You have a group of people causing problems on the high seas with commerce, and the right to free passage.
They won't stop.
You kill them, they stop.
I am not talking about armed merchant marines in the worlds merchant fleet.
Not talking about armed iranian ships off the coast of the USA.
Refit some ships, fill them with mercs, (because US navy can't or wont do it)
And kill all those that come out to commit piracy. Don't let any excape. That will send a right message, and as someone said, delete their resources.
As long as these shipping companies are paying them ransom, they will continue to do it and grow. That needs to stop. Declare it illegal for any company to pay ransom.

On the grand scale of things this is a small issue.
On the moral thing, its big.
But who polices this? Does the US want to get involved yet again on something that the rest of the world will look down on us and cry foul, or should it be a combined UN effort?

I say a combined UN effort, but use the Q ship idea in the short run, heavily monitored of course. And put up a geostationary satellite over that area to monitor ALL ship traffic, if won't take long to find out whats what. We have national security interests there.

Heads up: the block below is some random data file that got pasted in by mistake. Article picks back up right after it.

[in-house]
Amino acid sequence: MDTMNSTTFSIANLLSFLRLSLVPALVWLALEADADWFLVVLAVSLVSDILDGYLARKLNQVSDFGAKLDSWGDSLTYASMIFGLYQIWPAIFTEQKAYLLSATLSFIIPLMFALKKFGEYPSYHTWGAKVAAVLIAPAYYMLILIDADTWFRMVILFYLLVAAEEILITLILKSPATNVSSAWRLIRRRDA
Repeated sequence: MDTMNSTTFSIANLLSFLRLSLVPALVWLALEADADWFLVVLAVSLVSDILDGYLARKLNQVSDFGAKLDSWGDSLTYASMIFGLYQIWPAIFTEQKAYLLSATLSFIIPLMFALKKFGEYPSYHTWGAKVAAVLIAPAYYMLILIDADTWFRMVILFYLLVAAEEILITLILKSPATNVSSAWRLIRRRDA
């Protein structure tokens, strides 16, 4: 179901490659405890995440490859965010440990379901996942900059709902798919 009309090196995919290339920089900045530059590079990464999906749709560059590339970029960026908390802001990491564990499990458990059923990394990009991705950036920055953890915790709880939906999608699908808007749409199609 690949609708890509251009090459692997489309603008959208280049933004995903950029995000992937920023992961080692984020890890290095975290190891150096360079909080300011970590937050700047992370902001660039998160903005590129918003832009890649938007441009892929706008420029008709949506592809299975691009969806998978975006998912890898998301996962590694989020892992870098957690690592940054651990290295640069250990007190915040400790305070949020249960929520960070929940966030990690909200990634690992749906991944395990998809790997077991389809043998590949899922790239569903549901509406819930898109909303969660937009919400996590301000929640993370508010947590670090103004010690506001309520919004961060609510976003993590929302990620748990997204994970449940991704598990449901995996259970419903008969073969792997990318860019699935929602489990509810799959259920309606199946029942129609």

Someone mentioned black hawk down. The only reason that was the debacule it was was due to the Clinton White house not allowing the soldiers there proper support.
One AC130 gunship on station would have meant a big difference.
Clean out the the riff raft. It will stop.
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Old 01-11-2009, 23:57   #59
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How do you isolate a isolated country?
What do you get when you have nothing left to lose?
Seriously, if this was a big problem for the rest of the world, it would be handled with military force, but the truth is, so far the UN, and the rest of the world stand back and let this happen.